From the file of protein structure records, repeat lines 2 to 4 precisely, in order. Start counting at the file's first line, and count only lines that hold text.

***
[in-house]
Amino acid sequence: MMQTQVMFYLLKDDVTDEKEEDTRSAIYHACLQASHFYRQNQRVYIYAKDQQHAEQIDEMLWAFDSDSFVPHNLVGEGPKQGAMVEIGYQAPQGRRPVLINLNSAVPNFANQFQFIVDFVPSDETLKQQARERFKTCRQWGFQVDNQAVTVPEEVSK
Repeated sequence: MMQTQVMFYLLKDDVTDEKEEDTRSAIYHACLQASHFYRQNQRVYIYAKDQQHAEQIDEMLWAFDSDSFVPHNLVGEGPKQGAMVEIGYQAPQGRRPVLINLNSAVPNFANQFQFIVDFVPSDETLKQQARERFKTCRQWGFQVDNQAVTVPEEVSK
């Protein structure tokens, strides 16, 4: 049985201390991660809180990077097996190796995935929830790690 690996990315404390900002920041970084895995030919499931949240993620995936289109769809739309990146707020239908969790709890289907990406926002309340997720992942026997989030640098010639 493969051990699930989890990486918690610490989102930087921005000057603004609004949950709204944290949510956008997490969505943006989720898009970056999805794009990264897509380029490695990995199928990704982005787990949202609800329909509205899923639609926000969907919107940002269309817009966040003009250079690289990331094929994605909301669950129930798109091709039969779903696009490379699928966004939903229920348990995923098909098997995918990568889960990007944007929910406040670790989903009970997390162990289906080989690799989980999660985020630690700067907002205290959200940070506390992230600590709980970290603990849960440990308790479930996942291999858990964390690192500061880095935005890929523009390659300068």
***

Amino acid sequence: MMQTQVMFYLLKDDVTDEKEEDTRSAIYHACLQASHFYRQNQRVYIYAKDQQHAEQIDEMLWAFDSDSFVPHNLVGEGPKQGAMVEIGYQAPQGRRPVLINLNSAVPNFANQFQFIVDFVPSDETLKQQARERFKTCRQWGFQVDNQAVTVPEEVSK
Repeated sequence: MMQTQVMFYLLKDDVTDEKEEDTRSAIYHACLQASHFYRQNQRVYIYAKDQQHAEQIDEMLWAFDSDSFVPHNLVGEGPKQGAMVEIGYQAPQGRRPVLINLNSAVPNFANQFQFIVDFVPSDETLKQQARERFKTCRQWGFQVDNQAVTVPEEVSK
């Protein structure tokens, strides 16, 4: 049985201390991660809180990077097996190796995935929830790690 690996990315404390900002920041970084895995030919499931949240993620995936289109769809739309990146707020239908969790709890289907990406926002309340997720992942026997989030640098010639 493969051990699930989890990486918690610490989102930087921005000057603004609004949950709204944290949510956008997490969505943006989720898009970056999805794009990264897509380029490695990995199928990704982005787990949202609800329909509205899923639609926000969907919107940002269309817009966040003009250079690289990331094929994605909301669950129930798109091709039969779903696009490379699928966004939903229920348990995923098909098997995918990568889960990007944007929910406040670790989903009970997390162990289906080989690799989980999660985020630690700067907002205290959200940070506390992230600590709980970290603990849960440990308790479930996942291999858990964390690192500061880095935005890929523009390659300068």